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Vocabulary Tips for the SAT Literature Subject Test

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Sentence Completion questions are one of the most frustrating aspects of the SAT Reading section. Even a student with an above-average vocabulary can struggle with the numerous outdated words. The College Board’s affinity for archaic vocabulary manifests itself in a different way on the SAT Literature Subject Test. Many of the selections for this hour-long exam are taken from works that were written before the nineteenth century. They frequently contain words that are either no longer in use or have evolved entirely different meanings since the selections were written. How, exactly, are students expected to know the meanings of these words when the English language has changed so much since then? To answer that question, we’re going to offer three strategies for figuring out the meanings of obscure words on the SAT Literature Test.


Consider the Context

This one comes straight from the SAT Reading section. Some of the Passage-Based Reading questions ask students to define the meaning of a word “in context.” This means that you must consider how the author of a passage is using a word, not what the word literally means. You can apply the same techniques you would use to answer this type of Reading question to unknown words on the Literature Test. These include (but are not limited to):

  • Seeing if a word is defined outright, either in the same sentence or elsewhere in the selection.
  • Looking for a specific example of the type of person, place, or thing that the word refers to.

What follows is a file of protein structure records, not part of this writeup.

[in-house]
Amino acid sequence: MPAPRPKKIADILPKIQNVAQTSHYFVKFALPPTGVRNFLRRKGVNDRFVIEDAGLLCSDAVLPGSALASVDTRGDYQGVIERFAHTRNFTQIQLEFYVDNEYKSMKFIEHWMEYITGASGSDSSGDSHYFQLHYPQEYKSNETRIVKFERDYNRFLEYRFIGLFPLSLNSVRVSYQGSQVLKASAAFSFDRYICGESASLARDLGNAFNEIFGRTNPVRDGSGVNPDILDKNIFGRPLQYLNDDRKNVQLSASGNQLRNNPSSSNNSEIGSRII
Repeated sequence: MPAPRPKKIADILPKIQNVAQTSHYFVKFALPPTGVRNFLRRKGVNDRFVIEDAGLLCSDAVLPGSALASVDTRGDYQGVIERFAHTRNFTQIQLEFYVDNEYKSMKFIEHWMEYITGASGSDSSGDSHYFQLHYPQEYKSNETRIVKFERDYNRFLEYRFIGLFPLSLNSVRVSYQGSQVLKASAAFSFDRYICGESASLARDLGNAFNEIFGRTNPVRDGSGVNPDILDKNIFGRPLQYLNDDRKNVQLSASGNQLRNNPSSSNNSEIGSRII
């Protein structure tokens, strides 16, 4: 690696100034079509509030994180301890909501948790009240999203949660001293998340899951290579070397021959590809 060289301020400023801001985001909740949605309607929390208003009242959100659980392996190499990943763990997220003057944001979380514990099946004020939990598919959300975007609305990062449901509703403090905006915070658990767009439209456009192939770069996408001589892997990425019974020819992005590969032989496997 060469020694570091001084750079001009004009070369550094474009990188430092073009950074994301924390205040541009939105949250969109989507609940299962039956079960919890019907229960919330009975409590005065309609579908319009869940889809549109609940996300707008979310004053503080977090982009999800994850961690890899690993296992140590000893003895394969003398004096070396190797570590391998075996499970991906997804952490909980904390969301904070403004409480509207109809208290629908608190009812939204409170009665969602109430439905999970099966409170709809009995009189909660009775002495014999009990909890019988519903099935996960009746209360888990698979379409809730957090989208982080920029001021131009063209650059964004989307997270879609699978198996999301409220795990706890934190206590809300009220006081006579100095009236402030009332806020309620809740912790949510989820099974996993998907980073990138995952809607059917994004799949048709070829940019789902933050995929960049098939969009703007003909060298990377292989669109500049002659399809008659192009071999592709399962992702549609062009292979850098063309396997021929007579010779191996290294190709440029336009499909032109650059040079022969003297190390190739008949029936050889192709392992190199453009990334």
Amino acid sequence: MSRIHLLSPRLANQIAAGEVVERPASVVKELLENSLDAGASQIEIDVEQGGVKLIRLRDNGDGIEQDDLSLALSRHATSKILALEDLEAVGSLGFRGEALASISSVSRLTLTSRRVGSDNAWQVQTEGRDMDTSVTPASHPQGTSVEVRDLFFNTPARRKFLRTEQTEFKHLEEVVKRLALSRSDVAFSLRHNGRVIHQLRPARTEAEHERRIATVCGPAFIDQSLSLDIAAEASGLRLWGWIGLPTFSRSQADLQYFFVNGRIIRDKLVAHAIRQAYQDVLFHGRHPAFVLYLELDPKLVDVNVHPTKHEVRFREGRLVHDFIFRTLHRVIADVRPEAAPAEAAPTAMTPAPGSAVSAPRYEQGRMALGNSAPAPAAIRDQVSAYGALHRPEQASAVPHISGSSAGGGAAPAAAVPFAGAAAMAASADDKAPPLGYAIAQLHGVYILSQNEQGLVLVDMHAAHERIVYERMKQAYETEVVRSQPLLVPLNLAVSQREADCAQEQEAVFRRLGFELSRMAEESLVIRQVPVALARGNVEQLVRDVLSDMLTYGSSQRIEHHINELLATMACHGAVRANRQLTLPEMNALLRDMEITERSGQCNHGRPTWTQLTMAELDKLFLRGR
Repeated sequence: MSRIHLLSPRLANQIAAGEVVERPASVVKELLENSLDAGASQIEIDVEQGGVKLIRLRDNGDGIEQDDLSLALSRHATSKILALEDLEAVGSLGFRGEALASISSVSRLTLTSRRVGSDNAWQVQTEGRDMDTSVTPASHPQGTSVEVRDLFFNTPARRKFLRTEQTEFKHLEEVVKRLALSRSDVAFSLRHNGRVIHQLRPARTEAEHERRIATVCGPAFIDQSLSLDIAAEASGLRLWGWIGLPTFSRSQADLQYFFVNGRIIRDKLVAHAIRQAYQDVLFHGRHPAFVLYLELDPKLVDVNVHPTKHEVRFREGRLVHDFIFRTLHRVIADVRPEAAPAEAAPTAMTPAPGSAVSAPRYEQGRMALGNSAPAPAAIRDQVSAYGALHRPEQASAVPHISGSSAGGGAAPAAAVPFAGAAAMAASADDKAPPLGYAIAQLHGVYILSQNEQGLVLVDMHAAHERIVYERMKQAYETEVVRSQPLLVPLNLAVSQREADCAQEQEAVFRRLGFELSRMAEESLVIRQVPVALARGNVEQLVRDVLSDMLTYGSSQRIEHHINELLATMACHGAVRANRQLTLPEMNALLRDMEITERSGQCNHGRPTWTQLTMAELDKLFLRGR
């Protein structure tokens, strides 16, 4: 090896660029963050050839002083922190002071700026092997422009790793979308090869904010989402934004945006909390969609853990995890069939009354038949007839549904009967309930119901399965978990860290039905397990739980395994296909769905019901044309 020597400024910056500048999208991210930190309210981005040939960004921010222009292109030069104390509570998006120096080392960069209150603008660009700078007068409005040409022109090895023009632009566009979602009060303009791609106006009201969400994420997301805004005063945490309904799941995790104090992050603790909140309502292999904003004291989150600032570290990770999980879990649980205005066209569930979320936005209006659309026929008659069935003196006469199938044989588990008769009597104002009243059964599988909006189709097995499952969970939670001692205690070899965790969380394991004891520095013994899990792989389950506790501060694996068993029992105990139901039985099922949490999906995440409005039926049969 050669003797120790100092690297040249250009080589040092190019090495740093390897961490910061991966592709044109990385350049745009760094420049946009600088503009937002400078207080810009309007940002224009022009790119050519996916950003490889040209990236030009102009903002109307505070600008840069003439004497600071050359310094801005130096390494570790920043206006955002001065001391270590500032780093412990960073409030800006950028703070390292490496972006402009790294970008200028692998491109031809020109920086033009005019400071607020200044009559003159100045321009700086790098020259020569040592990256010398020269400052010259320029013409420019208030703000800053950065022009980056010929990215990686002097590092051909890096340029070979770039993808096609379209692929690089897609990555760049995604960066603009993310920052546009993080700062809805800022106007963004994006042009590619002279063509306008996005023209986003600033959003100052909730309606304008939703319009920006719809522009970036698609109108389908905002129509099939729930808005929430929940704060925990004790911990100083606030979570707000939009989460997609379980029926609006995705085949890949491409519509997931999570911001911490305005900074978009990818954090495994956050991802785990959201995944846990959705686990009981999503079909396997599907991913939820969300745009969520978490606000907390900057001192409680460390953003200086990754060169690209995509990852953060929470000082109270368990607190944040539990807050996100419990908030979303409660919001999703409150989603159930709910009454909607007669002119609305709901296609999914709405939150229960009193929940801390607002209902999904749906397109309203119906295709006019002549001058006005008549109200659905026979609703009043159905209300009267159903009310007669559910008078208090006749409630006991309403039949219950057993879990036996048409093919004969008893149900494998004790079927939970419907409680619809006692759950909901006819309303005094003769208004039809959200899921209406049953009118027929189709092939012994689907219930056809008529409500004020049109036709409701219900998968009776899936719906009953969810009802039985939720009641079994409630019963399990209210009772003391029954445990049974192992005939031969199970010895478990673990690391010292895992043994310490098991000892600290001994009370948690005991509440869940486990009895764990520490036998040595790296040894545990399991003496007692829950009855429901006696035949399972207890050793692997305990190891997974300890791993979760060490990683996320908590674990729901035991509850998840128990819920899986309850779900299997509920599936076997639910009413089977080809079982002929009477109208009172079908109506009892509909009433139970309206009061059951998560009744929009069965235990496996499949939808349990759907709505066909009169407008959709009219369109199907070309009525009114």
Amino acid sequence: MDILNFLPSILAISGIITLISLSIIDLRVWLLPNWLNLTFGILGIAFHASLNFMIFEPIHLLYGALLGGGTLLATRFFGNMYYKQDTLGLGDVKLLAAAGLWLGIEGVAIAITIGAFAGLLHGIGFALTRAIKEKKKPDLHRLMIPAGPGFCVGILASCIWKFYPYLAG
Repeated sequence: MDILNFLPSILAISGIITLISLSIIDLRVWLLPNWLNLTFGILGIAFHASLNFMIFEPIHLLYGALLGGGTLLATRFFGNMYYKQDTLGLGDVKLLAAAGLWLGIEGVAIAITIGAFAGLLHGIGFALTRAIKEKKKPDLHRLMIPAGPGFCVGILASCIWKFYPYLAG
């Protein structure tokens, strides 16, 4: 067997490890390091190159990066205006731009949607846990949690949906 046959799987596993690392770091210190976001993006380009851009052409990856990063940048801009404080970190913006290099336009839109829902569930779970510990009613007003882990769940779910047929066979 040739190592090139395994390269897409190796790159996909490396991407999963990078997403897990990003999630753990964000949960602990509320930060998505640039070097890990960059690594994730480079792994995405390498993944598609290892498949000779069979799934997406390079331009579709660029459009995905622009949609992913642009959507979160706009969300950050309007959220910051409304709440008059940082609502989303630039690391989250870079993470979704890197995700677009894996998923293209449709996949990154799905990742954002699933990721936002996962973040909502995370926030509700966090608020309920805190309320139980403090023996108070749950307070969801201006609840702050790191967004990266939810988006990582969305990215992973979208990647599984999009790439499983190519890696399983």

• Checking if the concept behind a word is restated in a way that you do understand or that makes its meaning clearer.
  • Watching for comparisons and contrasts that help illustrate the meaning of a word.
  • Hunting for synonyms of a word.
  • Keeping an eye out for details that refer back to a word (and expand on its meaning in the process).


Use Morphemes

In previous lessons we’ve talked about how to use morphemes, the smallest parts of words, to tease out the meanings of unknown Sentence Completion words. This technique works equally well on the Literature Test. Break words into their roots, prefixes, and suffixes Consider what each part of the word means by itself, then try to put these meanings back together.


Make Inferences

Draw conclusions about the meanings of words that you do not know based on the meanings of words and/or concepts that you do know. See if you can figure out the meaning of “aggregate” from other information in the following example:


The teacher failed to consider the aggregate effect of her new policies on the grades and morale of her students. She didn’t think that a greater volume of homework, a stricter attendance policy, more difficult tests, and shorter deadlines were particularly unreasonable demands on their own.


We can infer from this example that the teacher assessed the effect of each of her new policies one at a time. She didn’t take into account how they could build on one another to create a much more difficult experience for her students. Therefore, we can conclude that “aggregate” means the “sum total” of several different things.


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